Product imagery! I took all the product photos of our initial collection with my iPhone (which in hindsight is ridiculous), and some of those images ended up in places like the WSJ and Vogue.com. That is definitely something I should have spent money on in the early days.
  3. Best piece of financial advice you received?
    Learn the basics of financial modeling and understand your path to profitability.
  4. Biggest financial mistake you made?
    I am relatively uncomfortable with debt for an entrepreneur, so there have definitely been a handful of opportunities that I haven’t fully capitalized on as a result. In the early days, there were opportunities to wholesale with major partners and brands to collaborate with that we passed on due to low margins, and because we didn’t want to take the risk financially.
  5. Most important cost in your business and why?
    All costs involving our artisans (such as the premiums we pay on inventory and the donations we pay to Nest). They are the beating heart of this business, and it is important that we continue to support their communities as best we can.

Read next

Bootstrapped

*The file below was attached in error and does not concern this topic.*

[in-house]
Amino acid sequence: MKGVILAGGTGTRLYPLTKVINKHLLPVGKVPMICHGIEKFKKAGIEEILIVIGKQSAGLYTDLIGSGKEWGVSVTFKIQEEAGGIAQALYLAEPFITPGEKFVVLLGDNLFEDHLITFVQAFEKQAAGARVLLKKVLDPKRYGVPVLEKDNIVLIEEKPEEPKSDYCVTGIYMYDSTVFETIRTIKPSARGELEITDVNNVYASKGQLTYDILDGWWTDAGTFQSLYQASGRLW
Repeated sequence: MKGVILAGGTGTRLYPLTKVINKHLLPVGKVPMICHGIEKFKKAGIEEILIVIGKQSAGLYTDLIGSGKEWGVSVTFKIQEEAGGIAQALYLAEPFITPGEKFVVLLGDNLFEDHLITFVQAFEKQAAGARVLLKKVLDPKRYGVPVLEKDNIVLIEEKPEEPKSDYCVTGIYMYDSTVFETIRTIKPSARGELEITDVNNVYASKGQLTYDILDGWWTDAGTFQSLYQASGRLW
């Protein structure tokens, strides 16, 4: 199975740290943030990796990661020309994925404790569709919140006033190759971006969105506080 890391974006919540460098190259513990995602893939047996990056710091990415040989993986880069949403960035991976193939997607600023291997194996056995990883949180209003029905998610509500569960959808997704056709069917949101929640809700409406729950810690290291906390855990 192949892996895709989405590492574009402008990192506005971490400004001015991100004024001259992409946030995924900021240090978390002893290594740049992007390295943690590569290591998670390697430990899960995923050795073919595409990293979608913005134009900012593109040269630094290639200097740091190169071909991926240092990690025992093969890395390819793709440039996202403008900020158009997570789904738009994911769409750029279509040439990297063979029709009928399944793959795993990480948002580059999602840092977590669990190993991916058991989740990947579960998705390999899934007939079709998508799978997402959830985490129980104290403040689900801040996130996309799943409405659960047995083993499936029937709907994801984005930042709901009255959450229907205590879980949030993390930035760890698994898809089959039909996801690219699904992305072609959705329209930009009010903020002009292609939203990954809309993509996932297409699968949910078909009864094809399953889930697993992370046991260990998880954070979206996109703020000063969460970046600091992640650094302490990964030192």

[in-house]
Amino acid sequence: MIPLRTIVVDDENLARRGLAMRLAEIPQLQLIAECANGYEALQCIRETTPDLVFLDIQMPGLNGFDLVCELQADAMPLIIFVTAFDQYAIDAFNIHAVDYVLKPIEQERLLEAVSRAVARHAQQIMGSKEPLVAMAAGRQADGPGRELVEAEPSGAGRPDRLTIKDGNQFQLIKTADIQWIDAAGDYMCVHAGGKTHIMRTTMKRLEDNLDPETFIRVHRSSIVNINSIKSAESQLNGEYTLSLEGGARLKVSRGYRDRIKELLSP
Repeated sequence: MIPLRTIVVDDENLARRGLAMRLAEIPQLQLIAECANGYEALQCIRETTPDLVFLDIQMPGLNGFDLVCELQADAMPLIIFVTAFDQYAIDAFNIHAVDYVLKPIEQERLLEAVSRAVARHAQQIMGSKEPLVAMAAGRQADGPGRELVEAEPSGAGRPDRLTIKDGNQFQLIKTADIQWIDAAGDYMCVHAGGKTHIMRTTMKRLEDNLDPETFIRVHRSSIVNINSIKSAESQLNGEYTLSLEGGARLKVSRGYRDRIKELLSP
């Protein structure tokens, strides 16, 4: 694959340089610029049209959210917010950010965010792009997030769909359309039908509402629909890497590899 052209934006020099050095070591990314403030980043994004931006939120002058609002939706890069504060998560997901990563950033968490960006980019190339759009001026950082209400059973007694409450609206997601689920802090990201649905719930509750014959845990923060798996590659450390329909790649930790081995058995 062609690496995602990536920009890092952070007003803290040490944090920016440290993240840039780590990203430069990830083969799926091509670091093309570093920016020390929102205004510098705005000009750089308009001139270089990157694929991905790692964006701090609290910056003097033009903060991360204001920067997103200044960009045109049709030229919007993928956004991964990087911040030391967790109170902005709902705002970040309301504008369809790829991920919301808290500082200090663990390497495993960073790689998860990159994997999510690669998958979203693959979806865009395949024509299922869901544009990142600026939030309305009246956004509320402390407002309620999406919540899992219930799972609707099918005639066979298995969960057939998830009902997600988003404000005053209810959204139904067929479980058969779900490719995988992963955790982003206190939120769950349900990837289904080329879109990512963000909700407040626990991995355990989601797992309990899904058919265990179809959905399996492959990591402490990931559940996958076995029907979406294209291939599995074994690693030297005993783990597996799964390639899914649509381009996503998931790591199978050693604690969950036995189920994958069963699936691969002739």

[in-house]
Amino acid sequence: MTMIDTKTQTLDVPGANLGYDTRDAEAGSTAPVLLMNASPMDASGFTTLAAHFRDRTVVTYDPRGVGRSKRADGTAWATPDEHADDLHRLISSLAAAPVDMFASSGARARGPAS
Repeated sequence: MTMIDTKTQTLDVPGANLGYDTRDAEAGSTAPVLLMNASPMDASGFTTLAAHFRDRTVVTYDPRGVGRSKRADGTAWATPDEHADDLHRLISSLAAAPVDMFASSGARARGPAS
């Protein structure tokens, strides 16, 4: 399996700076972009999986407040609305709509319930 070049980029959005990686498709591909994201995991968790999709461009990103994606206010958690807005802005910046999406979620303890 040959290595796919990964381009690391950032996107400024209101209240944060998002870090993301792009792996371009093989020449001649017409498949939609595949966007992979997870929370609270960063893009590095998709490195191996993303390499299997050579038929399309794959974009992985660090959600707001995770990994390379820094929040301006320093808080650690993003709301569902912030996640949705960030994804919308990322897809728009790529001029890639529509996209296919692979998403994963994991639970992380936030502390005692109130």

Tia Co-Founder Carolyn Witte on the False Illusion of Entrepreneurship

The 30-year-old CEO opens up about how she built a one-stop-shop for women's healthcare—and all the pivots and pitfalls along the way.

By Dana Drori

Bootstrapped

Why a Supportive Family Is the Secret to Success Most Founders Don’t Talk About

To get her linen bedding brand off the ground, Piglet founder Jessica Mason, 32, invested $25,000 of her savings and moved in with her mother—a decision that proved crucial not just financially, but emotionally, as well.

By Anna Jornlid

Bootstrapped

Why Spending Money on Childcare Was Imperative to Blueland’s Success

Founder Sarah Paiji Yoo opens up about the most important financial decisions she made—and the ones she most regrets—before launching her zero-waste cleaning line.

By Dana Drori

Bootstrapped

How Birdies Turned a Stylish Slipper into a Multimillion-Dollar Business

In 2015, Bianca Gates and Marisa Sharkey invested $100,000 of their combined savings to launch Birdies. Now, they have raised $10 million in funding.

By Anna Jornlid

We use cookies to enhance your browsing experience. If you continue to use our services, we will assume that you agree to the use of such cookies. Read more in our Privacy Policy. OK